WASHINGTON (AP) — President Barack Obama’s selection of a former top Pentagon lawyer to head the Homeland Security Department suggests the agency will be stepping back from its preoccupation with immigration to focus more on protecting the nation from attack.
Jeh C. Johnson, if confirmed by the Senate, would replace Homeland Security Secretary Janet Napolitano, who left the DHS last month to become president of the University of California system. Obama announced Johnson’s nomination Friday.
Unlike Napolitano, Johnson has spent most of his career dealing with weighty national security issues as a top military lawyer. Issues he handled included ending the military’s don’t-ask-don’t-tell policy for gay service members and changing military commissions to try terrorism suspects rather than using civilian courts. He also oversaw the escalation of the use of unmanned drone strikes during the wars in Iraq and Afghanistan as general counsel at the Defense Department.
Johnson, who left the Defense Department in 2012, previously served as the general counsel of the Air Force under President Bill Clinton. Earlier in his career, he served as an assistant U.S. attorney in the Southern District of New York, where he handled public corruption cases.
The Homeland Security Department’s responsibilities include routine immigration issues, cyber security, protecting the president and keeping would-be terrorists off airplanes. The DHS also includes the Coast Guard.
Johnson led a widespread crackdown on unauthorized leaks in the Defense Department, including warning former Navy SEAL Matt Bissonnette that by publishing a book on the SEALs’ raid that killed bin Laden, he was in “material breach” of two nondisclosure agreements he signed earlier in his career. Johnson also was involved in the investigation of retired Marine Gen. John Allen and Tampa socialite Jill Kelley.
Johnson sparked criticism when he said in a speech at Oxford University last November that the war on terror was not an endless conflict and that the U.S. was approaching a “tipping point” after which the military fight against al-Qaida would be replaced by a law enforcement and intelligence operation.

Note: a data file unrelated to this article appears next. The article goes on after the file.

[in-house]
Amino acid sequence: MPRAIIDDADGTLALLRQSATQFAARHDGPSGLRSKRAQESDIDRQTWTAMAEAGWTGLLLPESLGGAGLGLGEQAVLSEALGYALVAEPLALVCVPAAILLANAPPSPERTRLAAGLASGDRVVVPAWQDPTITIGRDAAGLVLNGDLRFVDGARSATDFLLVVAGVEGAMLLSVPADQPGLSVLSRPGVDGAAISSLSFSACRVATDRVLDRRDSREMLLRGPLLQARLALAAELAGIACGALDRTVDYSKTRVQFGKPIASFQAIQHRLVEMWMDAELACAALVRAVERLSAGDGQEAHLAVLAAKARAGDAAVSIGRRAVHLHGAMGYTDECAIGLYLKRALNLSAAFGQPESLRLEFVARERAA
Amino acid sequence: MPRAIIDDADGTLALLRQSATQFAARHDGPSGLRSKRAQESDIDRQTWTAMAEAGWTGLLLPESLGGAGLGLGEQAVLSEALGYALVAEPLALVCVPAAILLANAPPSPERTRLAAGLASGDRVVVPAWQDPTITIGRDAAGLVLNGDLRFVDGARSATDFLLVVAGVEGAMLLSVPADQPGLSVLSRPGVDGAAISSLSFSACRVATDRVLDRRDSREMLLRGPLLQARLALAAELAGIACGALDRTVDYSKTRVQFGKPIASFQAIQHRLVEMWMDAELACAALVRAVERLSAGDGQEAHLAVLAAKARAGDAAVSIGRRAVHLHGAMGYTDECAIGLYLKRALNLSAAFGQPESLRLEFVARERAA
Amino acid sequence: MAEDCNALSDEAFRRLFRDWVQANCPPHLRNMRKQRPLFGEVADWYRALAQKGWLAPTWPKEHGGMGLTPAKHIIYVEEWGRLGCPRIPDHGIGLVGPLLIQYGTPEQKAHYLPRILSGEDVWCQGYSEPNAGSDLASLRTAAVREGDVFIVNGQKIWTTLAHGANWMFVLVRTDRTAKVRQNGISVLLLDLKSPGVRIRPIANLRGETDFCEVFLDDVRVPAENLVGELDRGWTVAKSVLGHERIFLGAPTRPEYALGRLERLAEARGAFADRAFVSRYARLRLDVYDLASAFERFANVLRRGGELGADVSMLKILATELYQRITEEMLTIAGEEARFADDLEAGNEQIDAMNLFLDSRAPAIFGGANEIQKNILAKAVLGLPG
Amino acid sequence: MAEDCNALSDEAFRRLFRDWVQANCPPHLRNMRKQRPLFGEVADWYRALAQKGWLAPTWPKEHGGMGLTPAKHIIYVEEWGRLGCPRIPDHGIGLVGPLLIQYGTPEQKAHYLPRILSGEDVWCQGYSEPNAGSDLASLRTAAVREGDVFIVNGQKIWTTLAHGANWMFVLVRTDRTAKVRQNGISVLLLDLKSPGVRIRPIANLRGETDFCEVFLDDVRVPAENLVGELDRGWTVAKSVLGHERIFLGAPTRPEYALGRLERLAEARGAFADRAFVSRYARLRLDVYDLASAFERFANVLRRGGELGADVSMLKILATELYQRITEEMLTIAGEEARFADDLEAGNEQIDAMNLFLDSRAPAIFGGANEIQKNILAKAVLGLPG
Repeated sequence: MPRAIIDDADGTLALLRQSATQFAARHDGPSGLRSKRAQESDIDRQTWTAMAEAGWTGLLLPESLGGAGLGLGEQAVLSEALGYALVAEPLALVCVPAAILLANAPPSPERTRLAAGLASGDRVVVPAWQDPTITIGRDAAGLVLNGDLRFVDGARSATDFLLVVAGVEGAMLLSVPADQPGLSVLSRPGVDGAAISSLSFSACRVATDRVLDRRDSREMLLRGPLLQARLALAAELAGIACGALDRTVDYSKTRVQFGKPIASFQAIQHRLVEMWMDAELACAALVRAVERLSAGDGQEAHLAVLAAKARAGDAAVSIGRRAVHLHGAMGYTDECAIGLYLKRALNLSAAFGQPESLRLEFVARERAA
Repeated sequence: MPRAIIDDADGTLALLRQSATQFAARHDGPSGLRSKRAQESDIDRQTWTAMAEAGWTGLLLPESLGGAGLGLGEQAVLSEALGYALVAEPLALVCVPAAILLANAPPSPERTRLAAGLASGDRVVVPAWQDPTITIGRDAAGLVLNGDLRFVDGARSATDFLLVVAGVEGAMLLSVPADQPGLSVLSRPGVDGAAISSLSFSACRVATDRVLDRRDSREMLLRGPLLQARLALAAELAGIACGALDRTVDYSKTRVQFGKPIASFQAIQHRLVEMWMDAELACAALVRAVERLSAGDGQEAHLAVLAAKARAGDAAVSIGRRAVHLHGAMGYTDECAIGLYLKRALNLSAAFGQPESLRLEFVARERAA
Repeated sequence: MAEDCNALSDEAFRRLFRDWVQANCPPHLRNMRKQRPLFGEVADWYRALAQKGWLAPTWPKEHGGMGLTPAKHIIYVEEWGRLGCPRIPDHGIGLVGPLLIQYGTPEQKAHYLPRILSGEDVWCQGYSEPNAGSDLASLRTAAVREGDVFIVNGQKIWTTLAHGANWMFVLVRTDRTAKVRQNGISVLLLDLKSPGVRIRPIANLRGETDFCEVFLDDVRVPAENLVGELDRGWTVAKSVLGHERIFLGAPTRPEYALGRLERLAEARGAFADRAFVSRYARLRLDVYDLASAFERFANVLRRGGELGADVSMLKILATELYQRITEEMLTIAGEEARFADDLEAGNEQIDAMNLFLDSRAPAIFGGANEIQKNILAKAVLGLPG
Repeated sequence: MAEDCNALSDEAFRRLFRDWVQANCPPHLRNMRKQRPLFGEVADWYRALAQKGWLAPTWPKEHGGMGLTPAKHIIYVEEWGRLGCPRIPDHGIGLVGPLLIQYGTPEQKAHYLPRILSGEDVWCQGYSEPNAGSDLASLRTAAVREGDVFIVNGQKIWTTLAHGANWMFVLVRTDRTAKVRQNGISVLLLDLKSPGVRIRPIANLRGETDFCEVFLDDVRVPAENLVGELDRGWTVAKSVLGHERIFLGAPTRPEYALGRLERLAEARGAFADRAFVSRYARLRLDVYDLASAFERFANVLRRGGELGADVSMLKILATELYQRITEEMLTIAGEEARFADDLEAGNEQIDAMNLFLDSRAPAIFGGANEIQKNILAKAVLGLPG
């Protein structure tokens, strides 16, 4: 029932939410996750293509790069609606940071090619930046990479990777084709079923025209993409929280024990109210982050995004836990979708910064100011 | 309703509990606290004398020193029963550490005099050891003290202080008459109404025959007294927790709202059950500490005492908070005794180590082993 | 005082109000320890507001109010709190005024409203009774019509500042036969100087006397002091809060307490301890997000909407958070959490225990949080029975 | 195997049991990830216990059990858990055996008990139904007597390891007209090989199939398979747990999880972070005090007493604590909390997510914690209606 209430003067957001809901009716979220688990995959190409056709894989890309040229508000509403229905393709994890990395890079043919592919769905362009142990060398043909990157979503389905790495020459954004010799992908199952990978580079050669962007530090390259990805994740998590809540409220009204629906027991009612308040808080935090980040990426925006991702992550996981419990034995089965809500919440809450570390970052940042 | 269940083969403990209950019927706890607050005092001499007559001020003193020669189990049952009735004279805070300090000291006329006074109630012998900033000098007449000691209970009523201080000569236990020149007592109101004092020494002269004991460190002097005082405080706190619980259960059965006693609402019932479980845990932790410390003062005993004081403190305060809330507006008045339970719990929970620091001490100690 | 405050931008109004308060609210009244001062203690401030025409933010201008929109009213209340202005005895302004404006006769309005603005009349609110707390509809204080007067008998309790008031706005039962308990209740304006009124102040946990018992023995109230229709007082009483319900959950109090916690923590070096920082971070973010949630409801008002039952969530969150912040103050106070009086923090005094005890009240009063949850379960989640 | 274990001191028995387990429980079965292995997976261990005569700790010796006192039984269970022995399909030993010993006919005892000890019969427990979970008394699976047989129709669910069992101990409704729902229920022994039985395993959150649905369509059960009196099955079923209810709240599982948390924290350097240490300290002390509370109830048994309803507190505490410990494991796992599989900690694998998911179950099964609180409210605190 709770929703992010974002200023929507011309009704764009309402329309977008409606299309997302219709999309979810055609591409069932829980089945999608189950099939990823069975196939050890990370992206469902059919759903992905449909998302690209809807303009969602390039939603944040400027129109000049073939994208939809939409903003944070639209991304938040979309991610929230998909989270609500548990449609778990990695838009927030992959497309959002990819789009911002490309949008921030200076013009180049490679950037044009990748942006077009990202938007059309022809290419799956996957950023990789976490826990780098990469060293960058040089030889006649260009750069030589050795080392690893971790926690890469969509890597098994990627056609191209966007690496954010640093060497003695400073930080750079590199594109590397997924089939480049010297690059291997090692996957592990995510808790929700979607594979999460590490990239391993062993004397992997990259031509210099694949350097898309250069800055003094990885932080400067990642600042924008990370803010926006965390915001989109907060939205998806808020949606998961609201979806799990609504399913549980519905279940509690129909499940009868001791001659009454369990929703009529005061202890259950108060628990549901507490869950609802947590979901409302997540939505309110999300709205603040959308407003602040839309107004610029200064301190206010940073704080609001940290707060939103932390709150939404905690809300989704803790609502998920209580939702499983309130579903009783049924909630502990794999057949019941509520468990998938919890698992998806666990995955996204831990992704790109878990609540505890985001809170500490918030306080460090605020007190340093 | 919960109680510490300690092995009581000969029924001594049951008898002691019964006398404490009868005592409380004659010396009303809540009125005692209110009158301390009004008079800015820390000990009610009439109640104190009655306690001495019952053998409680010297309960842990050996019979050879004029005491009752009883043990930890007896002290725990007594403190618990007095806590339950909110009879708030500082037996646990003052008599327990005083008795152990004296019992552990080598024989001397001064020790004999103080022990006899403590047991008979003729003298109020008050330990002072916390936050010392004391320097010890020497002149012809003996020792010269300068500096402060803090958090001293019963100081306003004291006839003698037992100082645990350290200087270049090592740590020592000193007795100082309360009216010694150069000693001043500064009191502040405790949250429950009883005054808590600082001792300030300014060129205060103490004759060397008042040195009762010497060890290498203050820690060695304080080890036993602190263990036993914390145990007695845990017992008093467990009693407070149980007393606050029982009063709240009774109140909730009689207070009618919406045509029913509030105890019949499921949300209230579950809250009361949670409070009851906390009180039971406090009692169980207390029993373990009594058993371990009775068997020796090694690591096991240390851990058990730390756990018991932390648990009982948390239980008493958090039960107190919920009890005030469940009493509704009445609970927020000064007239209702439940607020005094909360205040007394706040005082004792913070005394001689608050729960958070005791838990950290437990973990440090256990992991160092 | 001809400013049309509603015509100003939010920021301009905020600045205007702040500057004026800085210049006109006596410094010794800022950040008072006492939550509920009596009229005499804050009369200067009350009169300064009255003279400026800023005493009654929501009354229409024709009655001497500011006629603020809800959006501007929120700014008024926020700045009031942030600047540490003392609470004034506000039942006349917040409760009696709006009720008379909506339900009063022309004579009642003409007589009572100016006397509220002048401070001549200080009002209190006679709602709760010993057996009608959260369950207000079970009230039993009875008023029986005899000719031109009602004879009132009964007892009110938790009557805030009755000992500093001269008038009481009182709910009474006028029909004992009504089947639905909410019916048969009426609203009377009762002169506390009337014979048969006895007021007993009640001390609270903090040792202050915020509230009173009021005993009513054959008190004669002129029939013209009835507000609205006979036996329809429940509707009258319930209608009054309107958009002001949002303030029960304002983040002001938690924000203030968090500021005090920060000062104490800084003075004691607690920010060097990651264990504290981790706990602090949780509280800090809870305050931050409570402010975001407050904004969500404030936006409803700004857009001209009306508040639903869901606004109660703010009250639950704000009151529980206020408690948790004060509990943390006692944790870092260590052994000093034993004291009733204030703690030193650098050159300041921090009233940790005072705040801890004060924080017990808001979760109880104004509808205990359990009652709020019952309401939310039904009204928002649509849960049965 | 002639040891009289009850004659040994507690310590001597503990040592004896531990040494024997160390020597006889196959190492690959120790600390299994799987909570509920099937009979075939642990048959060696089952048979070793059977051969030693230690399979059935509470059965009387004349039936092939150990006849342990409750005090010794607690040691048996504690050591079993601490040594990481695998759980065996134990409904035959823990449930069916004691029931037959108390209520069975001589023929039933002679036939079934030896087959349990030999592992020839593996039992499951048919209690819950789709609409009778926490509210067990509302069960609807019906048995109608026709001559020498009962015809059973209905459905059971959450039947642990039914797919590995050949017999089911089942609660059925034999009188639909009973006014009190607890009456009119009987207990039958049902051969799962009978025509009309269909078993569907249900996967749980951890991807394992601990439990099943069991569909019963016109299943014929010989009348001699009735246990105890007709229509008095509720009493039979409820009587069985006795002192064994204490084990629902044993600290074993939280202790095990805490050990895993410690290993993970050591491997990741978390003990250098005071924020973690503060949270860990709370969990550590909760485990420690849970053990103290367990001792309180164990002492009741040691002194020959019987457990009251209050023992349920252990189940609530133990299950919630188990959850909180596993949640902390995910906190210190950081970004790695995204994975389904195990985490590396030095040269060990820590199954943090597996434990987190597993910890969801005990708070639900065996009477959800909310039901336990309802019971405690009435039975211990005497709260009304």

“War must be regarded as a finite, extraordinary and unnatural state of affairs,” Johnson said. “In its 12th year, we must not accept the current conflict, and all that it entails, as the new normal.”
Johnson would be the third black member of Obama’s current Cabinet. He would join Attorney General Eric Holder and Transportation Secretary Anthony Foxx. The president was criticized earlier this year for not having more blacks in his Cabinet.
Johnson would take over an agency with numerous high-level vacancies, including the deputy secretary. When Napolitano left, one-third of the heads of key agencies and divisions were filled with acting officials or had been vacant for months. Obama has nominated several people to key positions, including general counsel. His pick to be the department’s No. 2, U.S. Citizenship and Immigration Services Director Alejandro Mayorkas, is the subject of an internal investigation, and his nomination has been stalled. Lawmakers applauded the selection of Johnson.
“This nomination comes at a critical time for the agency and its mission because, for the past several months, the department has been operating without a Senate-confirmed secretary or deputy secretary and also has numerous other high-level vacancies,” said Sen. Tom Carper,
D-Del., who chairs the Senate Homeland Security and Governmental Affairs Committee. Johnson is a 1979 graduate of Morehouse College and a 1982 graduate of Columbia Law School. After leaving the administration in 2012, he returned to private practice. According to a bio on the website of his law firm, Paul, Weiss, Rifkind, Wharton & Garrison LLP, his civil and criminal clients have included Citigroup, Salomon Smith Barney, R.J. Reynolds Tobacco Co. and Gillette.
Johnson earned more than $2.6 million from his partnership income at that law firm, according to 2009 government financial disclosure documents. During the 2008 presidential campaign, Johnson donated more than $33,000 to Obama’s campaign, federal records show. He was also a supporter of Hillary Rodham Clinton, contributing $2,300 to her presidential primary campaign in July 2008.